Terrorist bomb kills six and injures hundreds at the World Trade Center in 1993

New York Daily News (Photos are available at the link — the Daily News does not permit copying of photos)

A massive terrorist bomb ripped apart a World Trade Center garage where the Secret Service parks its cars yesterday and spread a fearsome carpet of death, injury and chaos across the heart of the nation’s financial center.

At least nine people, including several who condemned U.S. involvement in Bosnia, telephoned police to claim responsibility for the shattering explosion, which killed at least five people, injured hundreds more and set off smoky fires that filled the city’s tallest buildings with black fumes and sent thousands gasping into the streets.

Thousands more were trapped for several panicky hours in stalled elevators, darkened hallways and smoke-choked stairways as legions of emergency personnel rushed to cope with one of the worst terrorist acts in the city’s history.

Airlift retaliation?

Though it is unknown which of the warring factions in the former Republic of Yugoslavia might be responsible, federal terrorism experts speculated the bomb was a reaction to President Clinton’s decision to airlift food and medicine to starving people half a world away.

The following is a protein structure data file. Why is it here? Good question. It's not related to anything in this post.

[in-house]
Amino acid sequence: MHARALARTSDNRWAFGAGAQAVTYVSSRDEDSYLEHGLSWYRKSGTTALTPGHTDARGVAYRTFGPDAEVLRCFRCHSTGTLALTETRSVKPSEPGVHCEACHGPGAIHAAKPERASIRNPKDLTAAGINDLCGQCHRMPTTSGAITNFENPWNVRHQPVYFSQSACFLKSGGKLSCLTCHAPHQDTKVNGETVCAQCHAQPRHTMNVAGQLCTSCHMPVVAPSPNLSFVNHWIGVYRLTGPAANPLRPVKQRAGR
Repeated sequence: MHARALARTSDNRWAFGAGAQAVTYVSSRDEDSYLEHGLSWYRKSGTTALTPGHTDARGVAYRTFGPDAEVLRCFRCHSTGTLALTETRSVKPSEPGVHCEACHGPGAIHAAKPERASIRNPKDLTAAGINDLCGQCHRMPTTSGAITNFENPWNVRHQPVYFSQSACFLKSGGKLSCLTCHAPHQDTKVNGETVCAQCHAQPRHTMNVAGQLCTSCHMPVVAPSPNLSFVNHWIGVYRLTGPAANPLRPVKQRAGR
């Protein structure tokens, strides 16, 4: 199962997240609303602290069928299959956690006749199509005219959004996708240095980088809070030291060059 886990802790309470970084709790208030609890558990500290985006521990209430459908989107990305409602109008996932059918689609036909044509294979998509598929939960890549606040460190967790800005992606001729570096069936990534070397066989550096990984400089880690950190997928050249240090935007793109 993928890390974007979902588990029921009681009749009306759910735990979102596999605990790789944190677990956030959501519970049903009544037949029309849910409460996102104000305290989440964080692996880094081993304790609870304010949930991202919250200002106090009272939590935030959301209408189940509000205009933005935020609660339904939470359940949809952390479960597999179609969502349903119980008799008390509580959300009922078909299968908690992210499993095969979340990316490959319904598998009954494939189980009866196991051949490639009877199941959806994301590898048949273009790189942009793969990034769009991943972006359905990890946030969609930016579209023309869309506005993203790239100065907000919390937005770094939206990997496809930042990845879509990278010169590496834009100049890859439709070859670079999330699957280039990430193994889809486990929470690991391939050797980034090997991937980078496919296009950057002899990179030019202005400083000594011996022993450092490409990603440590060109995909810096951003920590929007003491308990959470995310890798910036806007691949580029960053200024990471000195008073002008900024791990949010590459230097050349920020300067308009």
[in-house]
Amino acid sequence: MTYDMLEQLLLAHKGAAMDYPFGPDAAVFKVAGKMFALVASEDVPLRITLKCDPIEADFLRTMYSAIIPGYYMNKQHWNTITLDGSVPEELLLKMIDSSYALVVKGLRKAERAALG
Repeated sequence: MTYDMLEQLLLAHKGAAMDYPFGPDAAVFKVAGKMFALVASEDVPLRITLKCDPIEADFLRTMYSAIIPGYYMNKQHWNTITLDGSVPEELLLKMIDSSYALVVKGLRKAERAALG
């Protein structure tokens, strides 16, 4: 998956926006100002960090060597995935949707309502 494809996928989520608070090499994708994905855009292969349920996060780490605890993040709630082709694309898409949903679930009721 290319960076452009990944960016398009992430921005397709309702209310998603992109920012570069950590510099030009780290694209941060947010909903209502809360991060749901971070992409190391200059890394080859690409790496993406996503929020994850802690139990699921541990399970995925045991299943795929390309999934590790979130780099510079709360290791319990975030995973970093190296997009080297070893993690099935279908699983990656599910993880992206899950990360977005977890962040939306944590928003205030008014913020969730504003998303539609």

Without warning and with shocking force, the bomb went off just after noon two floors below the Vista Hotel on the west side of the Trade Center, a complex of six buildings that is one of the city’s crown jewels.

With fiendish effectiveness, the blast devastated the centers, knocking out electrical, communications and ventilation systems and rendering evacuation plans useless.

The bomb was believed to have been left in a car parked near where the Secret Service stores 100 federal vehicles, including a limousine for dignitaries that police sources said, but federal officials denied, would be used by President Clinton.

Residue from a type of plastic explosive commonly used in terror bombings was found near the scene. But officials said it may take days to determine the size and type of bomb because of debris at the site.

Warns of more attacks

Several of the country’s most important businesses and law firms, as well as several federal and state government offices, are housed in the center. Last week, Gov. Cuomo had been in the garage, near where the bomb detonated, damaging dozens of cars as far as 700 feet away.